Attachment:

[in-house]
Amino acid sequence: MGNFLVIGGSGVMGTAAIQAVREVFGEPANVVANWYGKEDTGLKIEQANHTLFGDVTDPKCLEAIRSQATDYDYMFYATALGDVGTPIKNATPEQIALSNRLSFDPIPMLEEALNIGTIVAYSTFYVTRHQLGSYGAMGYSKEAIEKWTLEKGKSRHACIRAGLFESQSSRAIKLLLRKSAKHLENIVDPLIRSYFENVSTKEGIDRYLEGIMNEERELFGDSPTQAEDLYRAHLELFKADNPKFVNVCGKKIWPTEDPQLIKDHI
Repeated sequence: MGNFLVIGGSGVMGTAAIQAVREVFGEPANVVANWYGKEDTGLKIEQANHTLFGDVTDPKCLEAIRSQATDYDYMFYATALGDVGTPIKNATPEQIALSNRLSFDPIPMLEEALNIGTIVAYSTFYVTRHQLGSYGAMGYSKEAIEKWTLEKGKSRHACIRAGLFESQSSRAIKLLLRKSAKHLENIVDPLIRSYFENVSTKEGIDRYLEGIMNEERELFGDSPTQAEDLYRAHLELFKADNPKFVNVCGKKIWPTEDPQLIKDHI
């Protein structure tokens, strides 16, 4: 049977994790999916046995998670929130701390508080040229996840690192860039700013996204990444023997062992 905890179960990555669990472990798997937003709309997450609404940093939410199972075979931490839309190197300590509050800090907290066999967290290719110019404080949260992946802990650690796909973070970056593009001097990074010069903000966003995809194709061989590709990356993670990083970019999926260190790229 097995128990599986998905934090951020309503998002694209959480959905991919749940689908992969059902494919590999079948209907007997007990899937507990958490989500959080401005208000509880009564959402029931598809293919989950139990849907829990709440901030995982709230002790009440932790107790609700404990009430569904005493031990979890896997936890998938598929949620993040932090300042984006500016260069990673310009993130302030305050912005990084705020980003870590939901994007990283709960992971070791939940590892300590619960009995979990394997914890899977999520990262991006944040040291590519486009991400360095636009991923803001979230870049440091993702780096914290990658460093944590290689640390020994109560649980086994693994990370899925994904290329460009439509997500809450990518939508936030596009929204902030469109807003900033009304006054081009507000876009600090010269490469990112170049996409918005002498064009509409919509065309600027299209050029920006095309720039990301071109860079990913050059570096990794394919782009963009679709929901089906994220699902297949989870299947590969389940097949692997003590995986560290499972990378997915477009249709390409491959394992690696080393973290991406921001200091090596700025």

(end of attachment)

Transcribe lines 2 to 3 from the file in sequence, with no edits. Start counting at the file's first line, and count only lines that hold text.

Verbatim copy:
Amino acid sequence: MGNFLVIGGSGVMGTAAIQAVREVFGEPANVVANWYGKEDTGLKIEQANHTLFGDVTDPKCLEAIRSQATDYDYMFYATALGDVGTPIKNATPEQIALSNRLSFDPIPMLEEALNIGTIVAYSTFYVTRHQLGSYGAMGYSKEAIEKWTLEKGKSRHACIRAGLFESQSSRAIKLLLRKSAKHLENIVDPLIRSYFENVSTKEGIDRYLEGIMNEERELFGDSPTQAEDLYRAHLELFKADNPKFVNVCGKKIWPTEDPQLIKDHI
Repeated sequence: MGNFLVIGGSGVMGTAAIQAVREVFGEPANVVANWYGKEDTGLKIEQANHTLFGDVTDPKCLEAIRSQATDYDYMFYATALGDVGTPIKNATPEQIALSNRLSFDPIPMLEEALNIGTIVAYSTFYVTRHQLGSYGAMGYSKEAIEKWTLEKGKSRHACIRAGLFESQSSRAIKLLLRKSAKHLENIVDPLIRSYFENVSTKEGIDRYLEGIMNEERELFGDSPTQAEDLYRAHLELFKADNPKFVNVCGKKIWPTEDPQLIKDHI